Fire up your Epsons, the Dutch site Memory of the Netherlands has an extensive high-res archive of Wim Crouwell’s work up for your downloading pleasure. All the recognizable classics are in there along with a lot of stuff I’d never seen before. I didn’t know it was possible but I now have even more respect for one of the true masters of graphic design.
That top one is incredible, I’m going to Genuine Fractal that immediately tomorrow and try to get a solid print out of it. On a side note, my friend tried to translate and said it spells out “olanda” so we’re thinking it says “Holland”. Can anyone confirm this?
Memory of the Netherlands Archive via Wanken and Flyer Goodness
Came across these interesting variations of the great Josef Muller Brockmann’s Beethoven poster and was pleased to see the alternate use of negative space. These variations were created during a 100 day workshop by Jessica Svendsen—see more versions here.
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If you’ve heard recently, the Old Spice guy Isaiah Mustafa is back. His return makes this the perfect time to share with you a project that I (Shelby) completed a few months ago for fun. The goal was to create a refined and informative infographic. At the time of creating this the Old Spice campaign entitled “The Man Your Man Could Smell Like” was in full swing. Wieden + Kennedy were the brains behind the whole campaign and the results of their vision led to an exponential amount of social media buzz, exponentially exceeding the expectations.
The question was how do I design for this. Do I pair the design with what the brand has established or do I take an alternate route? At the time I was heavily inspired by the international typographic style and Massimo Vignelli. This explains for the minimal layout and geometric line angles similar to the New York City subway maps. This direction didn’t come immediately. I had toyed around with various versions that were far from being relevant to Old Spice or being easily readable. Although with the final version having the least amount of information, it felt the most appropriate.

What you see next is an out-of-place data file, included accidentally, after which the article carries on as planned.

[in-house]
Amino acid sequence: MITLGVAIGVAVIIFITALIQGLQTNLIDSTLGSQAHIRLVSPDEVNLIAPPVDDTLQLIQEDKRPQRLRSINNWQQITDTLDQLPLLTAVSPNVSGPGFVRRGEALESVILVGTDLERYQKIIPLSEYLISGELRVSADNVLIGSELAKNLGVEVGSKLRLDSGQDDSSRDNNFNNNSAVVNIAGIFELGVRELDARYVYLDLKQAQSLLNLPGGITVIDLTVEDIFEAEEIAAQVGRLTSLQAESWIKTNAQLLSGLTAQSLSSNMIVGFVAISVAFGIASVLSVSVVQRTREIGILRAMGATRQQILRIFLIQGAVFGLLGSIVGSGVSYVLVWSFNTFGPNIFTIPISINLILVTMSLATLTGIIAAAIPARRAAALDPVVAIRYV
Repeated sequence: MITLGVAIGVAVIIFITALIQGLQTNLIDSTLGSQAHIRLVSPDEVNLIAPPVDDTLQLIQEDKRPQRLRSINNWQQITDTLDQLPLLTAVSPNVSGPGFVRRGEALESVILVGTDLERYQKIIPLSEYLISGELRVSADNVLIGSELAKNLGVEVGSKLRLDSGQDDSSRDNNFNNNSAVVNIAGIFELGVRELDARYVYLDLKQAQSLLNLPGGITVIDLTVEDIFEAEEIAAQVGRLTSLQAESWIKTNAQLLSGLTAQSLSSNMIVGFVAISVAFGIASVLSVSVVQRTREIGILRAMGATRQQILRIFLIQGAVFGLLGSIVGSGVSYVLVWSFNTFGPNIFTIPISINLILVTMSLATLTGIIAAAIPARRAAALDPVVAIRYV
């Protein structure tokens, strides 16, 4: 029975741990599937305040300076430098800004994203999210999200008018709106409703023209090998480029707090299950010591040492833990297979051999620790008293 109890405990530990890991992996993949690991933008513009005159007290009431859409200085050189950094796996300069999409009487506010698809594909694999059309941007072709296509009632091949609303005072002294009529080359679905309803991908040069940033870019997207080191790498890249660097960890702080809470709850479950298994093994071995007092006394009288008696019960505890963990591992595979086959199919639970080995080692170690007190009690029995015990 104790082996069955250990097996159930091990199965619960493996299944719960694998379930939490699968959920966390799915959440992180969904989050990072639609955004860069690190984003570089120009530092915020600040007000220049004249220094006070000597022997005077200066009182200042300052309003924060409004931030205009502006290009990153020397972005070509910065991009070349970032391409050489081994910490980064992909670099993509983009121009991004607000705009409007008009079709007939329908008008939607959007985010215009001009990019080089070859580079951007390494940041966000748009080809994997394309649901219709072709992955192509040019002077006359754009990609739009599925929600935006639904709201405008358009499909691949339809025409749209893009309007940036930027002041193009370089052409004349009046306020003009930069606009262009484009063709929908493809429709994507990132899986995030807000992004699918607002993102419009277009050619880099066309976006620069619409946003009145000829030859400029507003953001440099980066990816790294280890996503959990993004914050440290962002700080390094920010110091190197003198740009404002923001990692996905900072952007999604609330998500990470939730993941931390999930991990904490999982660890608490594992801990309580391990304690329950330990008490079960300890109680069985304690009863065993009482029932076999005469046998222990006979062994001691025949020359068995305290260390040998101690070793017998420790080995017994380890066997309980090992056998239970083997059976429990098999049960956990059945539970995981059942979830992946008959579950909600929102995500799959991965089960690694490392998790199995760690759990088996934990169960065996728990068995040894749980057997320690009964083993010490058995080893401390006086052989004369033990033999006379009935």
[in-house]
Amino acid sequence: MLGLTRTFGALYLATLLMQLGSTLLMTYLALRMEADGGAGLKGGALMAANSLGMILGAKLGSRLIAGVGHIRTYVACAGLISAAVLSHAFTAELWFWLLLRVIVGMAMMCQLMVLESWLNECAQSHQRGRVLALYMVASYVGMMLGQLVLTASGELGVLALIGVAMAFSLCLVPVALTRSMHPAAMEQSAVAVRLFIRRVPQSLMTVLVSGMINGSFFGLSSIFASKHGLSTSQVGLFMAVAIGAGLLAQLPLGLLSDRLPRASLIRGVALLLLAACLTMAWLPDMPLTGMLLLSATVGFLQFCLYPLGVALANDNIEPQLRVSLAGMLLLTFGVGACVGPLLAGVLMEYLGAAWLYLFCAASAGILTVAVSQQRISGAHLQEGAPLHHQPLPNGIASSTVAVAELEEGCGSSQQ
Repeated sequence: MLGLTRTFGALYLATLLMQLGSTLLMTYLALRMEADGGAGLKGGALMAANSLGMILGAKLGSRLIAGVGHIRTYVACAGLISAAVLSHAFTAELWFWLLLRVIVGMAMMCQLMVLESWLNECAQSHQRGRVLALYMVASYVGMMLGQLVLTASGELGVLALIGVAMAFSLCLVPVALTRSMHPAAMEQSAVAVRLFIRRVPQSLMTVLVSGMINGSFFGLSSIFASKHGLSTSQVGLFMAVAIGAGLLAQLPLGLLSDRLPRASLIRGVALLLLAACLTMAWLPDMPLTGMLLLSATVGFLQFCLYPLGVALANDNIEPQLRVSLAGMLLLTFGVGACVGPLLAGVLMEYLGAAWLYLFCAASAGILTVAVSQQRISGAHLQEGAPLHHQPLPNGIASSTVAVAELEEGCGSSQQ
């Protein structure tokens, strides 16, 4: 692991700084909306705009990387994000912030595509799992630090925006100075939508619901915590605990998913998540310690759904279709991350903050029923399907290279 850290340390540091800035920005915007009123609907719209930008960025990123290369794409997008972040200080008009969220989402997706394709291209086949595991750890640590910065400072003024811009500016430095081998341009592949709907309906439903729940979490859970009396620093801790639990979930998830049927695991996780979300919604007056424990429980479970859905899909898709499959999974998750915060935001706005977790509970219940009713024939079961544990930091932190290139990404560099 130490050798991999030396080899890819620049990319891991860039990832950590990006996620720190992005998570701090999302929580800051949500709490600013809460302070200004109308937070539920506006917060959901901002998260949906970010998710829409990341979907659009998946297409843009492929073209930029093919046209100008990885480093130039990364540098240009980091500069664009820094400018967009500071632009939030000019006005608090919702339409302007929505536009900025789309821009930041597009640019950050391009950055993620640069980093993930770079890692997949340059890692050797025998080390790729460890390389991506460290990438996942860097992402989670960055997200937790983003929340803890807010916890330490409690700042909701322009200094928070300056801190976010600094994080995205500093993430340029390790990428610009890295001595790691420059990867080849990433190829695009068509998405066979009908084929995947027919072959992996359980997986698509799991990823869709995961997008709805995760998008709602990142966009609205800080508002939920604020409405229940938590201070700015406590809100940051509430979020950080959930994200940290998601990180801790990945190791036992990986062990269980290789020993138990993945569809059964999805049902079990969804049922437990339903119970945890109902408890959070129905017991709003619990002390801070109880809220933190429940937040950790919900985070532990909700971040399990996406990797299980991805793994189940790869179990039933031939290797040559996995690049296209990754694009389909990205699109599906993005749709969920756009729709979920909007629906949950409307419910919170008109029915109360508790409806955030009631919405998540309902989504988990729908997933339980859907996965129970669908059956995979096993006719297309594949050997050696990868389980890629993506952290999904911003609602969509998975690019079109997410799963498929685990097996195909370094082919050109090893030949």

Data was collected from the marketing firm Symphony IRI.
Typeface used: Helvetica Neue Ltd Std
You may remember Mark Brooks’ work for Santamonica from a while ago. Well he’s back at it and this time I’d say he stepped it up another level. There’s a ton of great work for the Barcelona-based apparel company over at Mark’s Behance page. Also check out his great logo section.
I just came across UK based illustrator Mike Lemanski’s work today and I’m so glad I did. A quick browse through his portfolio will leave no doubt this guy is on top of his game. I’m really enjoying his application of the 60′s playful illustration vibe without falling overboard into kitsch. Can’t wait to see more from him.
Via Grainedit (thanks!)
After years of digging around for interesting posters it’s easy to foolishly assume I’ve seen everything good there is to see. Then I come across work like that of Italian designer Mimmo Castellano and am once again reminded that you’ve never really seen it all. The images are from this GrainEdit post where, unfortunately, they do not mention the source. I would love to find which book they got these scans from, or better yet, where I can get my hands on some full size prints. If anyone has any suggestions, let me know.
Fellow Academy of Art graduate student Johnny Selman has taken on a rather daunting project: design a poster a day for one year, using content based on a headline from the BBC news website. His project is meant to raise awareness of global current events using the immediately more accessible visual language of posters. Ideally the poster for the day intrigues you to read a story you might have otherwise ignored. He doesn’t make it very easy on himself either, as he only allows the use of 10 flat colors and no photography, all within the one day time limit per poster.
If you live in San Francisco, you can come check out the project in person tonight (12/16). Johnny will be celebrating his 100th day out on Valencia Street (between 17th and 22nd) with the first 100 posters displayed in storefront windows.
I believe it’s pretty safe to say that a lot of folks including myself, are very affectionate about Vignelli’s subway map. Both he and Harry Beck established the design direction that came to be used for most of the current day subway maps including this version by the Triboro team.
This map provides a radical take on how the Triboro team believe the New York subway system map could be treated. The poster is large format and printed in neon red. If you like the poster it is available for purchase here.